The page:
Policy Indications: India’s Impending Growth in Education and Skills Market: A Report  |  Technology Inceptions: Strong Soft Materials are on the Move!  |  Rajagiri Round Table: Learning Through Games-Art and Science of Serious Games  |  Science Innovations: How Nucleoli Exist as Stable Droplets within the Nucleus?  |  Career News: Indian School of Business Inviting application for Aspiring Entrepreneurs  |  Health Monitor: Early Diagnosis and Treatment of Autism Spectrum Disorder Effective  |  Health Monitor: “School Meal Coalition” an Initiative by the UN  |  Policy Indications: WHO’s #HealthyAtHome Challenge for Students  |  Science Innovations: Another Planet Discovery!  |  Higher Studies: Hebrew University of Jerusalem's International Med-Tech Innovation MBA  |  Higher Studies: University of Birmingham Dubai invites applications for M.Sc. Urban Planning  |  Leadership Instincts: UNICEF’s comprehensive statistical analysis finds that nearly 240 million childr  |  Technology Inceptions: Quantum Dots can be Improvised in Tracking Biochemical Pathways of a Drug  |  Technology Inceptions: MIT promotes ‘Back to Bicycles’ with Artificial Intelligence  |  Policy Indications: Cambridge’s New Curriculum matches NEP 2020  |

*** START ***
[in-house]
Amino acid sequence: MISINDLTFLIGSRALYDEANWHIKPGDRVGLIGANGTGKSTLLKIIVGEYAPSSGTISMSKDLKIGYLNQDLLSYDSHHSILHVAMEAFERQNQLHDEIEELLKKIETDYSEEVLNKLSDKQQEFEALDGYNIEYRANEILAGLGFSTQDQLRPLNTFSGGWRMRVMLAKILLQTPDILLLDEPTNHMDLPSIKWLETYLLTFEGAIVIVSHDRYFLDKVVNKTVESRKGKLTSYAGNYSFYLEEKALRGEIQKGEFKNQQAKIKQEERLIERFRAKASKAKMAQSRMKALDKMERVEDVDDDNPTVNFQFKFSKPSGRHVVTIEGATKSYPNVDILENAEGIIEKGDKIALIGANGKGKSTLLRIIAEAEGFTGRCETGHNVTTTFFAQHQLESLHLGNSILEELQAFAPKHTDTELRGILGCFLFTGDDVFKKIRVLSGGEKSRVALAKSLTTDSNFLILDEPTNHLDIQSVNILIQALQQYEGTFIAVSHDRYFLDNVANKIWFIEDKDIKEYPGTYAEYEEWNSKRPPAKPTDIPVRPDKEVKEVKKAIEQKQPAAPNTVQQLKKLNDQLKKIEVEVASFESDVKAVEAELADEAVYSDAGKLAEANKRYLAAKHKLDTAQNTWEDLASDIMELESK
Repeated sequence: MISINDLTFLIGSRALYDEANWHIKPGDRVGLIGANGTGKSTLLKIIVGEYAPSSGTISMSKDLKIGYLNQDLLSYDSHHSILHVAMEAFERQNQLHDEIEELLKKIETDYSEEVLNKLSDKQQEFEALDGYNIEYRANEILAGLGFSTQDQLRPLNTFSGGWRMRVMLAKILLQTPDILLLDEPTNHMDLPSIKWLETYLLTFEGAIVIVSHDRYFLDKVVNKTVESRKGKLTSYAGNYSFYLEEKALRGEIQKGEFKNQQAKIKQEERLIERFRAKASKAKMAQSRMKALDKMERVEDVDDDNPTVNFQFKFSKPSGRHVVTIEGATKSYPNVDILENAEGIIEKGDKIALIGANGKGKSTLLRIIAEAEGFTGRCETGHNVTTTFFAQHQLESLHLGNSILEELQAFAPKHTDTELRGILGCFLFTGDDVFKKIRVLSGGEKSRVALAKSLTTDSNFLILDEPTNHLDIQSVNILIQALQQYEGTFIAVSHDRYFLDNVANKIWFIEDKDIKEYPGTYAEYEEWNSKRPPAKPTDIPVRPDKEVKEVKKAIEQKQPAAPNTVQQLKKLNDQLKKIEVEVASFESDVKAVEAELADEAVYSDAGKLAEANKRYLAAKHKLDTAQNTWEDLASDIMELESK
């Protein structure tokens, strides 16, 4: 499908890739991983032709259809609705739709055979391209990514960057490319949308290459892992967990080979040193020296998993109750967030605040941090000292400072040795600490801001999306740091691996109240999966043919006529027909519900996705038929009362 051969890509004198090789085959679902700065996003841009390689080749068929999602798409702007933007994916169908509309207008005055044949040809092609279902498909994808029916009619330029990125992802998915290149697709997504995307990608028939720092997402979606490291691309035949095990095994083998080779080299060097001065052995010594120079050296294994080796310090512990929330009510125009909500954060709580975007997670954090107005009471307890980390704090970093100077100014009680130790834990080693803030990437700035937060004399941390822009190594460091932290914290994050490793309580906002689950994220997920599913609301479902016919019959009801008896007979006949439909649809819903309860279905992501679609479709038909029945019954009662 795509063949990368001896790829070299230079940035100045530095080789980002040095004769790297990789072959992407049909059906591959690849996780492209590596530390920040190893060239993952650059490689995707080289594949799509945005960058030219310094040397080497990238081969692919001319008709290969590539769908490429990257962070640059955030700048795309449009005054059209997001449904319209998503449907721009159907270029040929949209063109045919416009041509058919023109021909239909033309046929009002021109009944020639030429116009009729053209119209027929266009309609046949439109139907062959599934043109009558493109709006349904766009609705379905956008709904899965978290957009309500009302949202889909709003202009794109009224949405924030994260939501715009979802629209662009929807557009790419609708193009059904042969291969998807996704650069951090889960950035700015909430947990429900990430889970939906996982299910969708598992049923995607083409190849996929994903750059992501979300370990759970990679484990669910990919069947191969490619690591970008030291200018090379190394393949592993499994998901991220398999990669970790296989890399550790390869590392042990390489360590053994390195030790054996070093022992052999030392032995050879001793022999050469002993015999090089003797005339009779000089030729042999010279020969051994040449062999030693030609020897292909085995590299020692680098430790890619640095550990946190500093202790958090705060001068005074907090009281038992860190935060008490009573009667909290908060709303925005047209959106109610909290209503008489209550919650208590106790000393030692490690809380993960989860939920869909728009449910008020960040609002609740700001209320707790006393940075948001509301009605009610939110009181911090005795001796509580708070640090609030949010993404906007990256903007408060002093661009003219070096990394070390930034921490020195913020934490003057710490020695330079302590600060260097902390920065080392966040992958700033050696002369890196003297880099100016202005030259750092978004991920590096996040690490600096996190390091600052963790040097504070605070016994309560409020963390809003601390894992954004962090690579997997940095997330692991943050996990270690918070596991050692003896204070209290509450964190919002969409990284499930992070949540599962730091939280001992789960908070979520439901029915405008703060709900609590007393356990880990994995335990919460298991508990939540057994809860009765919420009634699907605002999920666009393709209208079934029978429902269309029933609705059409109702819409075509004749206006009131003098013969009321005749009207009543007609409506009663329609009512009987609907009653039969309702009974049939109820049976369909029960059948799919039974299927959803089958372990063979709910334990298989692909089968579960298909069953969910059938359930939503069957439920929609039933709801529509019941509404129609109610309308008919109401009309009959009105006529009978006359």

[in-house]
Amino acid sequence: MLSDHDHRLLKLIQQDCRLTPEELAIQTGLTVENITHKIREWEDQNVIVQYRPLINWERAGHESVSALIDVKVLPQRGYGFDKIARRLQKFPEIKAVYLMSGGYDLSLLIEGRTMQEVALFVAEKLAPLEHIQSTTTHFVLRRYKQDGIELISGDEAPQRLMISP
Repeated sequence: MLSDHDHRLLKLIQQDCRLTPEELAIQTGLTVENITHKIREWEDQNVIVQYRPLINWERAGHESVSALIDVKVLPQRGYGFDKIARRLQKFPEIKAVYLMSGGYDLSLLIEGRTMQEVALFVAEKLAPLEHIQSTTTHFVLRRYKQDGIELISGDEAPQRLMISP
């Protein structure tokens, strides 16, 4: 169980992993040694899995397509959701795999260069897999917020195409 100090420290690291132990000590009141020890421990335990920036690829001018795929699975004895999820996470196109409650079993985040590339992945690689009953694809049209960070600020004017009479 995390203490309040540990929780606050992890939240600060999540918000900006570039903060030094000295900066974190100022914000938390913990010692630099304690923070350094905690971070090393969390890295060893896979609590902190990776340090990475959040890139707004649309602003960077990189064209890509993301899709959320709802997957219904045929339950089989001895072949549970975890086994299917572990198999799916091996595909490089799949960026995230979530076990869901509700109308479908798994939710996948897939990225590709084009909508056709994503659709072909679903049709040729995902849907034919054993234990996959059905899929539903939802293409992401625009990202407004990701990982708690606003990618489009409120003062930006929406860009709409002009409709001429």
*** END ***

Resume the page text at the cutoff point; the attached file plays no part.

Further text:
October 26, 2021 Tuesday 11:15:08 AM IST

Human Brain Uses Next-Word Prediction to Drive Language Processing

Technology Inceptions

MIT neuroscientists suggests the underlying function of the models resembles the function of language-processing centers in the human brain. Computer models that perform well on other types of language tasks do not show this similarity to the human brain, offering evidence that the human brain may use next-word prediction to drive language processing. Joshua Tenenbaum and  Evelina Fedorenko are the senior authors of the study, which appears this week in the Proceedings of the National Academy of Sciences. Martin Schrimpf, an MIT graduate student who works in CBMM, is the first author of the paper.

Most notably, the artificial intelligence excel at predicting the next word in a string of text; this technology helps search engines and texting apps predict the next word people are going to type. The most recent generation of predictive language models appears to learn something about the underlying meaning of language. These models can not only predict the word that comes next, but also perform tasks that seem to require some degree of genuine understanding, such as question answering, document summarization, and story completion. 

Comments